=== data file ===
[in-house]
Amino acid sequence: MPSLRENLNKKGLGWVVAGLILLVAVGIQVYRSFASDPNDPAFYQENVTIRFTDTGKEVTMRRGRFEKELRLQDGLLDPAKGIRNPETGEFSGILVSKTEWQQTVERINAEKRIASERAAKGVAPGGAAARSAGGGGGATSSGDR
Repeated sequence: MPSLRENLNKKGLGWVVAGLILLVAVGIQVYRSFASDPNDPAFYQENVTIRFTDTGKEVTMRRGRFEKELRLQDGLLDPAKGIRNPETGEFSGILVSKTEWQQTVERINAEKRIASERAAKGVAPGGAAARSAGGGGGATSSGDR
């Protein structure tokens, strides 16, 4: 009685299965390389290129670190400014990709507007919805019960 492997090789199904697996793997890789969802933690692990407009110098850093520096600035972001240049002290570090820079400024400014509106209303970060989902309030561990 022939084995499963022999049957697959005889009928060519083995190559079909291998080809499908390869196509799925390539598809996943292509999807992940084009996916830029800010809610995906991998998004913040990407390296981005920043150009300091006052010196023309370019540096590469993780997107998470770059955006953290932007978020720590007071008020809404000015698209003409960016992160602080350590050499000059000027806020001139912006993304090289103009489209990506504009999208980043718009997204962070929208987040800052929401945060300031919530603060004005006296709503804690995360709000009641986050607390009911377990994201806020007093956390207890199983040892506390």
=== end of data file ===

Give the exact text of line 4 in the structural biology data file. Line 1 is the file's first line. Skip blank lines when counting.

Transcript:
């Protein structure tokens, strides 16, 4: 009685299965390389290129670190400014990709507007919805019960 492997090789199904697996793997890789969802933690692990407009110098850093520096600035972001240049002290570090820079400024400014509106209303970060989902309030561990 022939084995499963022999049957697959005889009928060519083995190559079909291998080809499908390869196509799925390539598809996943292509999807992940084009996916830029800010809610995906991998998004913040990407390296981005920043150009300091006052010196023309370019540096590469993780997107998470770059955006953290932007978020720590007071008020809404000015698209003409960016992160602080350590050499000059000027806020001139912006993304090289103009489209990506504009999208980043718009997204962070929208987040800052929401945060300031919530603060004005006296709503804690995360709000009641986050607390009911377990994201806020007093956390207890199983040892506390």